ORIGINAL: Gary Childress
ORIGINAL: Gary Childress
I just don't think a work of fact and a work of fiction can be looked at in the same way.
And you may be right. But again, unless I'm mistaken, you seem to be saying elsewhere that works of fact and works of fiction should BOTH be equally clear and understandable. As you say above perhaps they are NOT to be looked at in the same way. What is a great work of fact should, under most circumstances, be clear and understandable. What is a great work of literature may have reasons for not being so clear and understandable. One reason is censorship. Sometimes writers may go about something in a convoluted way so as to avoid censorship of a radically new idea.
But now suppose fact and fiction ARE similar in the sense that both make sense to those who are properly initiated to the respective topics. Plato's theory of forms sounds like a lot of bunk to me and probably most modern readers might agree. But his philosophy is still considererd "great" by the amount of influence it had in its own time and by the fact that it entertained questions which up to that point had either been largely ignored or else answered in radically different ways.
I'm simply saying that I am not even close to being an expert on literature and I'm guessing there aren't many others here who are either. But my inclination is to want to find out why Madame Bovary is so great or not before dismissing it as boring and unimportant. I just find it hard to believe that thousands of literary types can be so misled as to think something great which isn't. I wonder if it isn't because we just don't fully understand literature and its contexts. Maybe it's like painting? What makes Monet greater than someone else out there right now who is copying his style even better than he himself could? Yet the copier probably won't go down in history as great an artist as Monet. There are contemporary impressionist painters whom I think paint better than Monet but Monet is famous for being more or less a founder of a style.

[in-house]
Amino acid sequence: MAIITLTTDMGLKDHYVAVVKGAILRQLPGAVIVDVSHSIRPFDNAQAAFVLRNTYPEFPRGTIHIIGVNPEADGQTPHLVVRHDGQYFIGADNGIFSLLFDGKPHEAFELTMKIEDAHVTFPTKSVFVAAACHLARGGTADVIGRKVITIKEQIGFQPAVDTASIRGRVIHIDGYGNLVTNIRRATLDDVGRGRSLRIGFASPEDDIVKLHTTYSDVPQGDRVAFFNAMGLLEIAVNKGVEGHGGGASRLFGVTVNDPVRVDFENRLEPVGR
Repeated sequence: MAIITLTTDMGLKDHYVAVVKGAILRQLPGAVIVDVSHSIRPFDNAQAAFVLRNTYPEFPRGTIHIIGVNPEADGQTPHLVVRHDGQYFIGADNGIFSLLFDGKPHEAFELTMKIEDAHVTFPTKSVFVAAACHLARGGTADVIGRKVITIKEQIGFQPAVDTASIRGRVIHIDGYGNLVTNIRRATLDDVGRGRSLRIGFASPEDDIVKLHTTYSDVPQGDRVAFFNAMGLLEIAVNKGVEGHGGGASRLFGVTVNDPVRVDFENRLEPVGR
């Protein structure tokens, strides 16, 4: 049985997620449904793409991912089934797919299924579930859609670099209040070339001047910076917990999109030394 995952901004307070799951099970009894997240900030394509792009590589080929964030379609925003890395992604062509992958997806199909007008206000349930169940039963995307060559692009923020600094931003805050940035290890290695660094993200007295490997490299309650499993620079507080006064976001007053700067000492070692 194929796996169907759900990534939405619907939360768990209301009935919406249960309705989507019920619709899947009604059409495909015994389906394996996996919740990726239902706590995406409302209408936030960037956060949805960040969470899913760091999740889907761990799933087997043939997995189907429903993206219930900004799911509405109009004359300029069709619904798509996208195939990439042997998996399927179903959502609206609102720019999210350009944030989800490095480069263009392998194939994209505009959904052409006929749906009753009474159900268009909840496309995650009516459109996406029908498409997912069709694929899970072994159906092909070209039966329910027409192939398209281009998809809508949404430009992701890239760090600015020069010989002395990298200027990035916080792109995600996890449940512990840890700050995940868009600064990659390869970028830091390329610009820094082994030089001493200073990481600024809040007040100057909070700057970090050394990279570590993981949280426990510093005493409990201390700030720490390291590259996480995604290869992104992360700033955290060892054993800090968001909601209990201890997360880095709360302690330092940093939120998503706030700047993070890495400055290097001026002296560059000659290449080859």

PIcasso, OTOH, I can't stand his paintings either. But if I had more context on them, perhaps I could come to like them more.
I gave the painting comparison earlier - there is no context or greater understanding in my personal view that could make me understand or like or even appreciate Picasso and what he was trying to achieve, why he's so great etc etc. I Don't like his paintings, they mean NOTHING to me, are ugly and an eyesore. But someone, somewhere (or more accurately, lots of people) have decreed that Picasso is a genius and his works are worthy of forking out flippin great wadges of cash. Fine, that's up to them, so long as no one forces me to put a Picasso print in my house then that's okay.
But I still think that forcing children to read "classics" is counter-productive. May be it's me - and I am too simple - but I know when I do not like an authors style within the first page. I want to read a story because I want to read a story - I do not want to have to second guess what a writer is trying to say because the narrative is couched in incomprehensible terms!
As far as literary experts are concerned - well I have no idea how many we have on the forum, other than I definitely am not one!!
I agree, Picasso is quite an unbelievable phenomena as far as fame and monetary matters. There's a young girl out there now, I forget her name, but she paints very similar to Picasso yet claims that she had never heard of him nor seen any works by him before adopting her style. I find that hard to believe, considering how similar their work appears. But she has a few pleasing looking paintings out there.